CIO… the Mountain West Conference

Posted by AMurawa on December 4th, 2012

Andrew Murawa is the RTC correspondent for the Mountain West Conference.

Mountain West Round-Up

  • It was a big week for the conference, with the Big Three (New Mexico, San Diego State and UNLV) each further establishing their credentials, Colorado State pushing for recognition in the national polls, and Boise State and Wyoming each knocking off nationally-ranked teams and displaying the depth of the conference. Through three weeks and change of the season, the conference as a whole has a record of 53-11 (best record for a conference in the nation) and has firmly established itself as not only clearly the best conference outside of the traditional power conferences (and I mean clearly – it ain’t even close), but also likely the best conference in the west – again – surpassing the Pac-12 for at least the third consecutive season. It is early and there is a ton of basketball still to be played, but projecting way into the future, the MW looks like a lock to get four teams into the NCAA Tournament and, if the Cowboys and Broncos continue their push, could find a way to sneak a fifth and, if absolutely everything happens to fall perfectly, a sixth into the conversation. But, again, we’re getting far ahead of ourselves and will more reasonably reprise this conversation sometime around the end of January.
  • The other big story around the conference, and one that I skipped over last week out of fatigue with the whole story line, is the effect of continued conference realignment on the future of the conference. The expectation has been that beginning next season, San Diego State and Boise State will leave in order to play football in the Big East and the rest of its sports in the Big West (yeah, I’ll go ahead and call the whole thing stupid, regardless of the economics behind it). But, with the long, slow and painful dissolution of the Big East as a nationally-relevant football conference now in the terminal stages, there remains a possibility that SDSU and BSU will reconsider and remain in the Mountain West in all sports. Both schools deny any change of heart, and the fact that the MW television contract still won’t net these schools as much money as what the Big East can promise puts the odds in favor of their departure, but the athletic departments at both schools have to weigh the possibility of more defections from their new conference and the possibility of a football league that is similar in strength to the league they would be leaving. Are games against Memphis, Temple and SMU, for instance, really all that preferable to games against Colorado State, Nevada and Fresno State? The final answer remains to be seen, but at least the potential of keeping the league together remains.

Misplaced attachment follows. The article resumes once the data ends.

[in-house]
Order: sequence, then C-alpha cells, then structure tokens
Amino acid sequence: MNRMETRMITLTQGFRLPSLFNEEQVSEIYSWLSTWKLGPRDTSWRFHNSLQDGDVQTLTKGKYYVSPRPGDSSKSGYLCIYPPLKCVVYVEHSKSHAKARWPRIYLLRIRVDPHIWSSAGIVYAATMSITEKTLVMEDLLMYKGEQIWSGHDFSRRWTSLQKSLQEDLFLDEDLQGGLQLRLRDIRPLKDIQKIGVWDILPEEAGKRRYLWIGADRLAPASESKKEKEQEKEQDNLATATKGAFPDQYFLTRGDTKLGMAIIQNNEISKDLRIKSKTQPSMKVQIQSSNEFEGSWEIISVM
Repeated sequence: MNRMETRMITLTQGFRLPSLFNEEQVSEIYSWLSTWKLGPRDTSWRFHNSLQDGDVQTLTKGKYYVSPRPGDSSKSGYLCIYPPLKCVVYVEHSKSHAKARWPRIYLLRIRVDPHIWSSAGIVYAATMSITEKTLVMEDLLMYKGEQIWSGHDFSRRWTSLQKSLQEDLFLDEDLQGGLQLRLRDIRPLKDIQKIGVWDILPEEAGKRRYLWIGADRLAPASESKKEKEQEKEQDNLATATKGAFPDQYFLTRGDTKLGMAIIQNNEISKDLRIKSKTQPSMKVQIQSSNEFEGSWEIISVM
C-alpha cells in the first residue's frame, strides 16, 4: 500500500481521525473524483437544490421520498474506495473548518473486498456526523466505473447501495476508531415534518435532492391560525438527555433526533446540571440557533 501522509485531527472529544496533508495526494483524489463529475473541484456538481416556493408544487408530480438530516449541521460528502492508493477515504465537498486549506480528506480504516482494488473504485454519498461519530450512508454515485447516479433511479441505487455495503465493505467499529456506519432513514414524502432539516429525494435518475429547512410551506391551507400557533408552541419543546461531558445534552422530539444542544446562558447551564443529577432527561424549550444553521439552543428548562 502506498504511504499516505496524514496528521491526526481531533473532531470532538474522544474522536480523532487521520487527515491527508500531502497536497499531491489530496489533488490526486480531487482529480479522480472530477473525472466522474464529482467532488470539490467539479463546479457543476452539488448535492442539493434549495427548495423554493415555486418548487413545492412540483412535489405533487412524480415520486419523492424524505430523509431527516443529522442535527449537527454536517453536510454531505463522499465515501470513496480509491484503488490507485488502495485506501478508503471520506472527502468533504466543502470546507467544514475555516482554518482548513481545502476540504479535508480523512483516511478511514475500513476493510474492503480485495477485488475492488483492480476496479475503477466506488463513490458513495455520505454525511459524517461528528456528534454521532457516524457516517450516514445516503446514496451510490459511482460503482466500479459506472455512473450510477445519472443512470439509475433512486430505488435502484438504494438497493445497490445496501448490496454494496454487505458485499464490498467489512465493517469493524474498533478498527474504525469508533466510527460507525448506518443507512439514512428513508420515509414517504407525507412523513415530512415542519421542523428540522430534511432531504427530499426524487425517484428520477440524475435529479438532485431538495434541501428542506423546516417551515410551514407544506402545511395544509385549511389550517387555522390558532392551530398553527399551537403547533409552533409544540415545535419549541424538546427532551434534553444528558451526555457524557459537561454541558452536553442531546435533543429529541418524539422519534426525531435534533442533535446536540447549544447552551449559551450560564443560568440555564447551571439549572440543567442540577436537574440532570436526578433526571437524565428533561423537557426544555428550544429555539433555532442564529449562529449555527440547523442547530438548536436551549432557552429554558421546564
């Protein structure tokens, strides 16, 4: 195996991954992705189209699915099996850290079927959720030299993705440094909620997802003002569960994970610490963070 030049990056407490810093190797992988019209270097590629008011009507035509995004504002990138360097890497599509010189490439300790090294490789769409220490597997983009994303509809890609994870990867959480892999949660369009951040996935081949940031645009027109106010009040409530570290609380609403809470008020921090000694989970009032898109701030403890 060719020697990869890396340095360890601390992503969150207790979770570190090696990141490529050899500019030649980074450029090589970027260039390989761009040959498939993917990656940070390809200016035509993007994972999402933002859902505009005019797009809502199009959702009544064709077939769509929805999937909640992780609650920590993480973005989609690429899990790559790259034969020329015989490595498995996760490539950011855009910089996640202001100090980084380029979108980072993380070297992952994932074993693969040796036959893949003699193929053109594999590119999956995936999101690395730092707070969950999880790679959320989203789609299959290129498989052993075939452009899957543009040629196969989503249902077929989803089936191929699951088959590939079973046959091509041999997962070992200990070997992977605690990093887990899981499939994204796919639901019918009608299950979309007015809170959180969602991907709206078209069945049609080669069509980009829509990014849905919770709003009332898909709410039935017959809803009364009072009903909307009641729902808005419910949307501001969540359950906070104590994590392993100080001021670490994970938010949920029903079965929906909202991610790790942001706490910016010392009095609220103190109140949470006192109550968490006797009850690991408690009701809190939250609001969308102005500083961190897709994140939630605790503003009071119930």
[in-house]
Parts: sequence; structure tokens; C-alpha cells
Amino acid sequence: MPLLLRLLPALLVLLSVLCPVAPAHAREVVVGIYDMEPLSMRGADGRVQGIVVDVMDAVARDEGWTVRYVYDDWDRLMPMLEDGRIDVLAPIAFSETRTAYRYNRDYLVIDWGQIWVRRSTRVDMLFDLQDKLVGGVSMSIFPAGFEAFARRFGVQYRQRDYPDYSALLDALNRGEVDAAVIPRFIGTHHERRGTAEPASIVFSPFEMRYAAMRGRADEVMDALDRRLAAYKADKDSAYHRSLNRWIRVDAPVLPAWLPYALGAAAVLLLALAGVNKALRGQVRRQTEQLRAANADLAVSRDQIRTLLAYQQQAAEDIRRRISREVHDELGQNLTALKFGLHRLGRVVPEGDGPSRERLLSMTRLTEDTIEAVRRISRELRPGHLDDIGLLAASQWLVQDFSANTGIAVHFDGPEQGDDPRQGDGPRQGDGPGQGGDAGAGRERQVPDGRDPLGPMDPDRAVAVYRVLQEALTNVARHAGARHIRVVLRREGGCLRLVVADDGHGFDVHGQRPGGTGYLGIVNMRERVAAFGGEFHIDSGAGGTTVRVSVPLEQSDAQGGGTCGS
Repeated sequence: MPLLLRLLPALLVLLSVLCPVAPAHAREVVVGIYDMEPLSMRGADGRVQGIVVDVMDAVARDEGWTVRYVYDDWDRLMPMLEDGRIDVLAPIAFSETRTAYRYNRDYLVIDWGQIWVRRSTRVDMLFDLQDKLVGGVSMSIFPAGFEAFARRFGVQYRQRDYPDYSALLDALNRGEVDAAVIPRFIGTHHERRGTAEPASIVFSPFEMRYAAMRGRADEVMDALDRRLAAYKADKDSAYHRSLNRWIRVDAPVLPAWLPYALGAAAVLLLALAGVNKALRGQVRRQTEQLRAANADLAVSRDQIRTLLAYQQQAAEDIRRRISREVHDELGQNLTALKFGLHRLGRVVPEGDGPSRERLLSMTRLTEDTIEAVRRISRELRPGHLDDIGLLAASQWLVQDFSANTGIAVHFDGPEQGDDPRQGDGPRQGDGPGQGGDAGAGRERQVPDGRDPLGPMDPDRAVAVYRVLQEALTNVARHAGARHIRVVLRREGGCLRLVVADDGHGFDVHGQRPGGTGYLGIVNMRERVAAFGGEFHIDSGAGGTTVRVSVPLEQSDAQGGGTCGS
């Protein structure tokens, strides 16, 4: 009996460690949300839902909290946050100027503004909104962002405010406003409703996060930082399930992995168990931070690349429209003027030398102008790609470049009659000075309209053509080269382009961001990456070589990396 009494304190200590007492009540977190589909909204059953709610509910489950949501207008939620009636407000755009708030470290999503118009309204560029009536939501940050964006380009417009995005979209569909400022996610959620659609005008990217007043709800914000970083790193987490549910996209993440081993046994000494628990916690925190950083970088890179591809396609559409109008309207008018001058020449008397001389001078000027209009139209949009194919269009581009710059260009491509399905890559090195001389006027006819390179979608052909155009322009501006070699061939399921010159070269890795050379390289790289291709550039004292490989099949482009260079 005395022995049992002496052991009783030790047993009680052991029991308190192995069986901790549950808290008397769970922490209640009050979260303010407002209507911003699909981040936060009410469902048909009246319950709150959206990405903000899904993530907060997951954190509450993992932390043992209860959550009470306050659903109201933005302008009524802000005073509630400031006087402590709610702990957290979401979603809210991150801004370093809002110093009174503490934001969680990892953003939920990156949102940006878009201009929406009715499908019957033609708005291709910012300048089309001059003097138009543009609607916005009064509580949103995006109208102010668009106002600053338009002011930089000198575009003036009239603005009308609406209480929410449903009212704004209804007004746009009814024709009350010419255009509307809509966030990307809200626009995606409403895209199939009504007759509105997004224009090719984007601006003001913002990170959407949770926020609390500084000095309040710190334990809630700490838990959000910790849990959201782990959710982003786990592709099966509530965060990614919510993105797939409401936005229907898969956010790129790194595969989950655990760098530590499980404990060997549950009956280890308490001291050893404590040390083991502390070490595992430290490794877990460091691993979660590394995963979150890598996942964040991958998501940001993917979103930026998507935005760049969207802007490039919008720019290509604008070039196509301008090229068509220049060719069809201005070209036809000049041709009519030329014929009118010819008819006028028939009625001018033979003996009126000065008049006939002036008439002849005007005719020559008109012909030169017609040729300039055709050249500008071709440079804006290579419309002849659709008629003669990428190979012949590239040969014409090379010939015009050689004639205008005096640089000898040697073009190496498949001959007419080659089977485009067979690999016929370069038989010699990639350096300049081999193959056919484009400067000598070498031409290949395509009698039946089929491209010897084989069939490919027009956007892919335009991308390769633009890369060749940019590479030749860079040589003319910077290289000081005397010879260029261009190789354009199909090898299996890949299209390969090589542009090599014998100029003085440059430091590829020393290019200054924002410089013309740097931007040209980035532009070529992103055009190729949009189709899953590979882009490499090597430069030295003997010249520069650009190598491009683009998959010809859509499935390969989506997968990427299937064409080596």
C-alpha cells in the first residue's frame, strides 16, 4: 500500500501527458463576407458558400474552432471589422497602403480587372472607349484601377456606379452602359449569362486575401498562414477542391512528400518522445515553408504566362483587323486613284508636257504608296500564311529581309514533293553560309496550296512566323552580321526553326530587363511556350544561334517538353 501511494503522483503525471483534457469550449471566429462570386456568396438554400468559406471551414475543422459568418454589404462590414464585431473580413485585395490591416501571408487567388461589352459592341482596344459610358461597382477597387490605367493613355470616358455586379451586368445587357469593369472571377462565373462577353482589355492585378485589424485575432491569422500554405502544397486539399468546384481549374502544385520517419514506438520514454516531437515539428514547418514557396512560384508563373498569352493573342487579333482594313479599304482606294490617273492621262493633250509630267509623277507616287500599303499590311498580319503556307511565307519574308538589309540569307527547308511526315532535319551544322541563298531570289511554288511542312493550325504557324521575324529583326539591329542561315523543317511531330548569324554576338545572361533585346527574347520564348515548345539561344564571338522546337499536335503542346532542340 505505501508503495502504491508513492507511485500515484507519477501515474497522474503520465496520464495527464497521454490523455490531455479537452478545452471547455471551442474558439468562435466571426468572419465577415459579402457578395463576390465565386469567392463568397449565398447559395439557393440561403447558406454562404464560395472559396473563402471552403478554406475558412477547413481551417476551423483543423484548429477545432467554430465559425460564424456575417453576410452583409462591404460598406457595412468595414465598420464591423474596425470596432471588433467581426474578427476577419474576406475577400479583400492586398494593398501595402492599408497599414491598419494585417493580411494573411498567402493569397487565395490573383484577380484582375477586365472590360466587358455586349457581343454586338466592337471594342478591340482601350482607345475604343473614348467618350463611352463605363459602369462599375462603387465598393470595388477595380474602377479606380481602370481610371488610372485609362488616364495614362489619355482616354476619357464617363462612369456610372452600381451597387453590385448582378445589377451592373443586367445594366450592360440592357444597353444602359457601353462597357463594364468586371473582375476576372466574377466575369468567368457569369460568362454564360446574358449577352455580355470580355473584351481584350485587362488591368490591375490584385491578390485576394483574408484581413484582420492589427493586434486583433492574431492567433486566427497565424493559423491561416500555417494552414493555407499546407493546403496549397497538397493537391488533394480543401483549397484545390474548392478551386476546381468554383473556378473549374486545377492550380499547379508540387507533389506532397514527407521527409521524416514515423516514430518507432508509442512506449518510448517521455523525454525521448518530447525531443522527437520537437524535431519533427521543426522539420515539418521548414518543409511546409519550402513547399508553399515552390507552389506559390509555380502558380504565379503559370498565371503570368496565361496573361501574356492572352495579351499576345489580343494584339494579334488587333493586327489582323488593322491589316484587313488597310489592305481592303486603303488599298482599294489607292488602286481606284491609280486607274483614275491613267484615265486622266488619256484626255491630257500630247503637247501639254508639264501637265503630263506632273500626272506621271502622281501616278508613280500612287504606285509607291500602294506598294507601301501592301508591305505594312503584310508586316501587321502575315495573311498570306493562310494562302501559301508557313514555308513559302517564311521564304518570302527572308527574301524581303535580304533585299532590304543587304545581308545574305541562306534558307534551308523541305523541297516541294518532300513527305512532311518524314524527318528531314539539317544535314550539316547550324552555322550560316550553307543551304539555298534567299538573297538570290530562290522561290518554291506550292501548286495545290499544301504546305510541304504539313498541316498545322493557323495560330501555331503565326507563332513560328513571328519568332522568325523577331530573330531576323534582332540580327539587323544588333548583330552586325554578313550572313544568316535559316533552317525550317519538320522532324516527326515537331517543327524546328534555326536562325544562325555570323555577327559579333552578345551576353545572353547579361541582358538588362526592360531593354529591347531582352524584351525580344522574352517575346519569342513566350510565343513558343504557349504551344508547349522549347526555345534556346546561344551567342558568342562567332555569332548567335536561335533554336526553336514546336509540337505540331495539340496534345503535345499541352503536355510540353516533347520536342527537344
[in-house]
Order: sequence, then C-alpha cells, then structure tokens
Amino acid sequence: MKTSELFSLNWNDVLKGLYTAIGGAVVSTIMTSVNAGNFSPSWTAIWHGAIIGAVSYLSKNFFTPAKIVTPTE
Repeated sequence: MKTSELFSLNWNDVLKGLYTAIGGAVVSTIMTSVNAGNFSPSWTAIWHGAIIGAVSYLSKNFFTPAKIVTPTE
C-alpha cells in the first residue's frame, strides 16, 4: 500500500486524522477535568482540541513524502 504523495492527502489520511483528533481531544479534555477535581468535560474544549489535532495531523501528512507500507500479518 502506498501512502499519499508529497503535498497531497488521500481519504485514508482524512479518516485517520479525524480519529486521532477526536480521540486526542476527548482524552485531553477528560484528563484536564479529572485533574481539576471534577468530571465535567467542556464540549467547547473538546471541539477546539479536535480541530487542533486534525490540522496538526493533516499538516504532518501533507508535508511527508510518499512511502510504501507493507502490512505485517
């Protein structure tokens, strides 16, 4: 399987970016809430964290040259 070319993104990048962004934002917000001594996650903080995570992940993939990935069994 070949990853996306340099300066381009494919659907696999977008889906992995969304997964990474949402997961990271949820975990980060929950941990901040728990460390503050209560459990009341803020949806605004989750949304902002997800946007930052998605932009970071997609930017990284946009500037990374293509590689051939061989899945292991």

Reader’s Take


Team of the Week

Boise State – There are several potential winners here this week, but the finalists came down to the Broncos and Wyoming. Rather than cop out and name co-winners, I made the hard choice and opted to give Boise the nod on the strength of a pair of road wins, including a win over a Top 25 Creighton team that could end up being the deciding game in the Mountain West/Missouri Valley Challenge (the MW currently leads 4-3 with a pair of relatively even games remaining). The win in Omaha was highlighted by our MW Player of the Week (who you’ll see below), but was really a complete team effort, with the Broncos dominating the Bluejays on the glass, running up a 70.8% eFG and generally playing with poise while limiting good looks for Player of the Year candidate Doug McDermott. And, the fact that BSU avoided an obvious letdown situation and came back four nights later to knock off Seattle on the road is more proof that this team has grown up in a hurry.

Derrick Marks, Boise State

Derrick Marks Carried His Broncos To A Win Over Creighton With 28 Second Half Points (Gregory Shamus/Getty)

Player of the Week

Derrick Marks, Sophomore, Boise State – Marks was the key cog in the Broncos’ upset of Creighton Wednesday night, repeatedly exposing a Bluejay defense with plenty of doubters. Marks repeatedly beat his defender off the bounce, got into the lane and scored in a variety of ways, at one point in the middle of the second half, scoring 18 straight points for his team as they pulled away from the home team. All told he scored 28 points in the second half and carried his team home with a total of 35 on the night. Marks followed up that game with a 14-point six-steal effort against Seattle and wound up shooting at 76.9 eFG% for the week.

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